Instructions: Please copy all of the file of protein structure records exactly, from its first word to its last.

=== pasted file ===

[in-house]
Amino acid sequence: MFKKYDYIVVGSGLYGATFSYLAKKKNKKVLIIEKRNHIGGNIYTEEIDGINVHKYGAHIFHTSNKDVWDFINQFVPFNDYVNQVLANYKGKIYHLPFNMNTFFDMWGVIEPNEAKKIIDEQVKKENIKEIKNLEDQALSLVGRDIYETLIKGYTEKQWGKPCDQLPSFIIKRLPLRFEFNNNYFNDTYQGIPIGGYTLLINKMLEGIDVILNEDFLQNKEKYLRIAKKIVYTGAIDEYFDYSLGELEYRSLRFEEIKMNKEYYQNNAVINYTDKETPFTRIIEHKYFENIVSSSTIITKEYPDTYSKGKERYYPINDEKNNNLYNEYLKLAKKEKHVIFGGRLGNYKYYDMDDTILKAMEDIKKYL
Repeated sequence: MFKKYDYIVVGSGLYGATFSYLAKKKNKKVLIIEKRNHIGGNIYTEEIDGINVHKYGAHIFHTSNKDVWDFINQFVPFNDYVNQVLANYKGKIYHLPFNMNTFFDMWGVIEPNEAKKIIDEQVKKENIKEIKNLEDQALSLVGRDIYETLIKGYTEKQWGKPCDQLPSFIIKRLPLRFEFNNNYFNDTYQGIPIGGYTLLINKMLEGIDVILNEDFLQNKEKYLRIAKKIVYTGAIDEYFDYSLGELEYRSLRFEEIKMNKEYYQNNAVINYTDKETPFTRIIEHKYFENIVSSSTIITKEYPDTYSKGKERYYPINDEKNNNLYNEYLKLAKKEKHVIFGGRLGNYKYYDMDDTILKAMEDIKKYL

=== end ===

[in-house]
Amino acid sequence: MFKKYDYIVVGSGLYGATFSYLAKKKNKKVLIIEKRNHIGGNIYTEEIDGINVHKYGAHIFHTSNKDVWDFINQFVPFNDYVNQVLANYKGKIYHLPFNMNTFFDMWGVIEPNEAKKIIDEQVKKENIKEIKNLEDQALSLVGRDIYETLIKGYTEKQWGKPCDQLPSFIIKRLPLRFEFNNNYFNDTYQGIPIGGYTLLINKMLEGIDVILNEDFLQNKEKYLRIAKKIVYTGAIDEYFDYSLGELEYRSLRFEEIKMNKEYYQNNAVINYTDKETPFTRIIEHKYFENIVSSSTIITKEYPDTYSKGKERYYPINDEKNNNLYNEYLKLAKKEKHVIFGGRLGNYKYYDMDDTILKAMEDIKKYL
Repeated sequence: MFKKYDYIVVGSGLYGATFSYLAKKKNKKVLIIEKRNHIGGNIYTEEIDGINVHKYGAHIFHTSNKDVWDFINQFVPFNDYVNQVLANYKGKIYHLPFNMNTFFDMWGVIEPNEAKKIIDEQVKKENIKEIKNLEDQALSLVGRDIYETLIKGYTEKQWGKPCDQLPSFIIKRLPLRFEFNNNYFNDTYQGIPIGGYTLLINKMLEGIDVILNEDFLQNKEKYLRIAKKIVYTGAIDEYFDYSLGELEYRSLRFEEIKMNKEYYQNNAVINYTDKETPFTRIIEHKYFENIVSSSTIITKEYPDTYSKGKERYYPINDEKNNNLYNEYLKLAKKEKHVIFGGRLGNYKYYDMDDTILKAMEDIKKYL